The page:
Court Orders Two Officers of United American Ventures to Pay $1 Million Penalties and $8.5 Million in Disgorgement in SEC Case, March 13, 2012 (Litigation Release No. 22286)

In 2010, the SEC charged Eric J. Hollowell, Philip Lee David Jack Thomas, Matthew A. Dies, Anthony J. Oliva and United American Ventures, LLC with securities fraud steming from United American Ventures' alleged "rais[ing of] $10 million from at least 100 investors through the unregistered and fraudulent sale of convertible bonds."  A federal judge in New Mexico assessed fines and penalties against Hollowell and Thomas amounting to more than $10 million.  The judge also assessed disgorgement and penalties amounting to  over $400,000 for Oliva (jointly with Integra Investment Group, LLC) and over $100,000 for Dies.

Former StarMedia Executive Agrees to Settlement in SEC Litigation, March 13, 2012 (Litigation Release No. 22285)

Earlier this week, the US District Court for the Southern District of New York entered a final judgement against Adriana J. Kampfner of the non-defunct StarMedia Network, Inc.  This final judgement stems from a 2006 SEC civil injunctive (Litigation Release No. 19627) action that alleged StarMedia had "made materially false disclosures and financial statements in its annual Report on Form 10-K for its fiscal year 2000 and its quarterly Reports on Form 10-Q for the first two quarters of 2001."  According to the original litigation release, StarMedia allegedly inflated revenues by nearly $20 million to meet projections and in order to obtain additional financing.

SEC Settles With Former Wall Street Professional for Insider Trading Relating to the Acquisition of Jamdat Mobile, Inc., March 12, 2012 (Litigation Release No. 22284)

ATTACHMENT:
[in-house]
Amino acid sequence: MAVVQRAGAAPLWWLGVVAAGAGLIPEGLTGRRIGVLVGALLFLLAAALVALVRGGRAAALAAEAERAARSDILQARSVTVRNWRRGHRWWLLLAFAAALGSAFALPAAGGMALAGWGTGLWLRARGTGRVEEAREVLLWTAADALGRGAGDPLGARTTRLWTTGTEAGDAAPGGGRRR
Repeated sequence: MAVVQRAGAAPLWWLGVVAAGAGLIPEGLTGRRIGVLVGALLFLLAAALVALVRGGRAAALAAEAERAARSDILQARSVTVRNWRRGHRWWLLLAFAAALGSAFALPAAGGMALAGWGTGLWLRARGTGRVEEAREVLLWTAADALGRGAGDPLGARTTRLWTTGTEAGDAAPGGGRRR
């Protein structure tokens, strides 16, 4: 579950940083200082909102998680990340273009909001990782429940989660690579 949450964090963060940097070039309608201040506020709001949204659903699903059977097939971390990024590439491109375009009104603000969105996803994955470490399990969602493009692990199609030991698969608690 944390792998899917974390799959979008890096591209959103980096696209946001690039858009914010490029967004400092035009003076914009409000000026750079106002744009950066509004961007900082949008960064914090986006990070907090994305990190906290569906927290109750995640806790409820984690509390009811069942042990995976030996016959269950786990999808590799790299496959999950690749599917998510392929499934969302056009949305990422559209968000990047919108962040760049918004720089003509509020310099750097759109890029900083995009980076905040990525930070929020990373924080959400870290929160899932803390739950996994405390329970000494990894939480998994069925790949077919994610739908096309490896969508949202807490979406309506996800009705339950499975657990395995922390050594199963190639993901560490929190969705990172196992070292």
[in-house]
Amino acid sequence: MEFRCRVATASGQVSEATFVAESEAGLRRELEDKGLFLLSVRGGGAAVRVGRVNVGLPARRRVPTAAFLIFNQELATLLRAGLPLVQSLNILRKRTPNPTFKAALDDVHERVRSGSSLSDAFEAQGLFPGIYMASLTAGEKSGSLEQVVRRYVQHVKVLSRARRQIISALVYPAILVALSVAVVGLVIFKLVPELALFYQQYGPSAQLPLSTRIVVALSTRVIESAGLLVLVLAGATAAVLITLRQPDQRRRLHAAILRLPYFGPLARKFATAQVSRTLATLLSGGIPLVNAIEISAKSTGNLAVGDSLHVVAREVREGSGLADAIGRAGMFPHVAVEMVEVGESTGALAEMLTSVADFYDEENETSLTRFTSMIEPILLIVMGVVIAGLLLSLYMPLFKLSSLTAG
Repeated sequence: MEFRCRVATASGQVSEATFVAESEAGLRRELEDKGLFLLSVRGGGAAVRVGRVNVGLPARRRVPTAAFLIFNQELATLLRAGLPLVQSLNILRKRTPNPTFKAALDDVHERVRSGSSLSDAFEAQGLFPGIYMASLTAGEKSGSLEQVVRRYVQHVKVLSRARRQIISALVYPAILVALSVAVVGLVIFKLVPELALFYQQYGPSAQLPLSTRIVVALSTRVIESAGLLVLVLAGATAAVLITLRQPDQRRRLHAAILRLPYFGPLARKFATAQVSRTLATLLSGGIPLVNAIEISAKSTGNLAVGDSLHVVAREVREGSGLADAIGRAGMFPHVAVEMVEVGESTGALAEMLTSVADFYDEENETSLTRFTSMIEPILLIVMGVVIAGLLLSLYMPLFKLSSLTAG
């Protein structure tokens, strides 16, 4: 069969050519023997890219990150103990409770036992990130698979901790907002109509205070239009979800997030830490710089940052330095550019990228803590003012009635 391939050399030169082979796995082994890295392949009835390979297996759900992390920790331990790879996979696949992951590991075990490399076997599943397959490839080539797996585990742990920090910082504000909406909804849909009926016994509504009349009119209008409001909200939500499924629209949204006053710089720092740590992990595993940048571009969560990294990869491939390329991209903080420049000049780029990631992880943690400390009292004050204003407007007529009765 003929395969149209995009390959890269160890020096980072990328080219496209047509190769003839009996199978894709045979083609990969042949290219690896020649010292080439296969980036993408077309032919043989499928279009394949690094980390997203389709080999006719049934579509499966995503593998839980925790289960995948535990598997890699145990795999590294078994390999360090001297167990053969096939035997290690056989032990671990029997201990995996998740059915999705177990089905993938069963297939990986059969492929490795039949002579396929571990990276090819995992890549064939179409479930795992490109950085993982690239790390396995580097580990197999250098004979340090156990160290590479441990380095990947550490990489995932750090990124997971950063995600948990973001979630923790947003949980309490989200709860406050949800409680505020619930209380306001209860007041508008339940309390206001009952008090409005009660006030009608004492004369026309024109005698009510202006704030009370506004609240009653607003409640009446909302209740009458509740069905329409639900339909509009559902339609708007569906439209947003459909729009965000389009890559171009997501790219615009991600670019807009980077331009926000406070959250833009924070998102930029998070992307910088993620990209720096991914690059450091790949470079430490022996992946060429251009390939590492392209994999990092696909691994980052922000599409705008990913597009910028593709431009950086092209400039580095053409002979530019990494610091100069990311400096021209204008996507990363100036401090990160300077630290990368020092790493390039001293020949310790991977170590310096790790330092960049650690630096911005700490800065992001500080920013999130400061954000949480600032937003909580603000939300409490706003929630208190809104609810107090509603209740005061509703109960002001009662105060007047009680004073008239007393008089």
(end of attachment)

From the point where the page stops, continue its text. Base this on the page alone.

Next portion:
Ealier this month, the US District Court in Manhattan entered a final judgement against Alissa Joelle Kueng.  In October 2009 (Litigation Release No. 21249), the SEC alleged that Kueng dispensed material non-public information concerning the acquisition of Jambat Mobile, Inc. by Electronic Arts, Inc. including the acquisition price prior to the public announcement of the acquisition.  The four other defendants in this action had previously settled the charges against them.  The final judgement ordered Kueng to pay a civil penalty of $25,000.

SEC Charges Two Operators of Home Maintenance Company with Conducting Fraudulent Securities Offering, March 9, 2012 (Litigation Release No. 22281)

The SEC filed a civil injunctive action earlier this month in the US District Court for the Eastern District of Pennsylvania against Edward V. Ellis and Jennifer L. Seidel alleging the two had conducted an unregistered offering of Sederon, Inc. stock.  Sederon was a company that provided home maintenance services to residential home owners.  Although Sederon was "never profitable [...] and often failed to generate enough revenue to meet payroll and other expenses", the defendants allegedly raised more than $500,000 by claiming the company was highly profitable and that investors could potentially realize a 900-1300% profit when the company went public.  The SEC is seeking nearly $600,000 in disgorgement and prejudgment interest.

SEC Charges Former Executive at Coca-Cola Bottling Company with Insider Trading, March 9, 2012 (Litigation Release No. 22280)

In a complaint (link opens PDF) filed earlier this month, the SEC alleged that Steven Harrold traded on material non-public information in his wife's brokerage account.  Steven Harrold was a VP at Coca Cola Enterprises Inc. (CCE) and alleged knew that his company planned "to acquire The Coca-Cola Company's [(KO)] bottling operations in Norway and Sweden."  Harrold allegedly traded CCE during the blackout period before the public announcement of the acquisition and allegedly realized an illicit profit of nearly $90,000.

Thursday, March 15, 2012

SPIVA Scorecard Year-End 2011

By Tim Dulaney, PhD

S&P recently released their semiannual report comparing the performance of actively managed mutual funds against their appropriate benchmark indices (the PDF can be found here).  The S&P Indices Versus Active Funds (SPIVA) Scorecard contains information the mutual fund industry would likely prefer to be kept quiet.

The Year-End 2011 SPIVA Scorecard reports that "over a five-year horizon[...] a majority of active equity and bond managers in most categories lag comparable benchmark indices."  Actively managed mutual funds are shown to empirically exhibit lower returns nearly independent of style, asset class or market.